Some dear friends of mine are going through a very tough time right now. Their baby boy is in the hospital with a mystery infection right in the middle of chemotherapy for a tumor on his kidneys. Their life has been thrown into total upheaval. Until now, they've dealt with it very well, adjusting their daily routine to accommodate the doctor's appointments, coordinating some somewhat specialized child care, and playing their work schedules like a delicate ballet in their itineraries.

Recently, however, their adorable baby boy has come down with an unknown infection, spiking his temperature into unnerving if not dangerous territory. Aside from jostling their son's surgery schedule, it's necessitated more time off of work than they had planned and sentry shifts at the hospital they most trade off. They're stressed, scared, and sleep-deprived.

I'm not particularly religious, in that I don't profess my beliefs very often of impress religion on others. I do, however, believe in the power of positive energy and thoughts in whatever form one chooses to project them. If you could all send a thought of encouragement, support, and good will - be it in the form of prayer, karma, cosmic energy, or what ever you believe in - I know they could use it right now. These are wonderful, talented, and strong people who I know will come out on the other end of this exhausted, drained, but nonetheless triumphant, but they can use all the help they can get.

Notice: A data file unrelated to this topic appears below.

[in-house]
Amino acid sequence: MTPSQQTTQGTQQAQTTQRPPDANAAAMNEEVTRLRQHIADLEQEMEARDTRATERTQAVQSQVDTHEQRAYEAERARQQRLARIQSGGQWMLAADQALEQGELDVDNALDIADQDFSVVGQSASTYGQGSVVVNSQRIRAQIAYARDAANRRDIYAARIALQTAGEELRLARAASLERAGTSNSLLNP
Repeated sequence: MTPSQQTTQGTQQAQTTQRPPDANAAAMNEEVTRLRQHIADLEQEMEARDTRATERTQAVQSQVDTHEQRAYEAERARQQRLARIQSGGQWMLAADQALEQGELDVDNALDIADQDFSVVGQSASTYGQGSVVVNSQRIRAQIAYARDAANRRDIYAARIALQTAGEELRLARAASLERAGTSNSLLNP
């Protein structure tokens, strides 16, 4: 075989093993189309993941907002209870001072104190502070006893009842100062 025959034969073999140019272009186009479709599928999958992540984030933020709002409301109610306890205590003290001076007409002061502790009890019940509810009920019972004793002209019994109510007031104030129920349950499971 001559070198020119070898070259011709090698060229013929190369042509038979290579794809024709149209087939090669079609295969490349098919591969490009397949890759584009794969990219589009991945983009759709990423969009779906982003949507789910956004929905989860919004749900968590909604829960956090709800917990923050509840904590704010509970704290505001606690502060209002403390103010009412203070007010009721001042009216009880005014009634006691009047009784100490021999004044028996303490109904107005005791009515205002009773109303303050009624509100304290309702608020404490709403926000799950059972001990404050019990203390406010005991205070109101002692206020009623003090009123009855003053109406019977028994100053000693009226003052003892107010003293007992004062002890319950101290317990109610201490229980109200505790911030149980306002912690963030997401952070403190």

"Hazak Ve'ematz" guys. There's a light at the end of the tunnel and David will be fine. You have all my love, thoughts and prayers.

Thursday, October 9, 2008

Barbershop Convention Blues & Tina Fey: 7 Weeks ain't enough, and yet it is.

Once again, we're nearing late October and the Pioneer District's Fall Barbershop Harmony Convention. Unfortunately, it appears this one's not going to go at ALL like I had envisioned it 4 months ago.

My plan was to go up mid afternoon on Friday, compete with my quartet, make finals, compete with my chorus the next day, kick some ass at finals and maybe move up a spot or 2, and have an amazing night touring the hospitality rooms and singing tags in the lobby till all hours of the night. I'd built up a helluva weekend in my head.

Since then, the job hasn't turned out as profitable as I had hoped (still not BAD, but this economic apocalypse has slowed my sales growth a bit), our bass has been in Texas helping with disaster relief and is on call to do more at any minute, and Liam's Haunted Cub Scout Campout has been scheduled for the same weekend. Adding to the financial frustration, I just had to pay a $195 ticket for not having my current proof of insurance in my car and now a $200 "Driver Responsibility Fee" the state has started assessing to milk the average citizen for whatever they can get away with.

In order to make convention, I have to come up with gas money, food money, pay my society dues, arrange to sleep on someone's floor at the hotel, and coodinate child care for Courtney while Sonya and Liam are at the campout...but I haven't given up yet. It's not impossible. Difficult and improbable, but not impossible.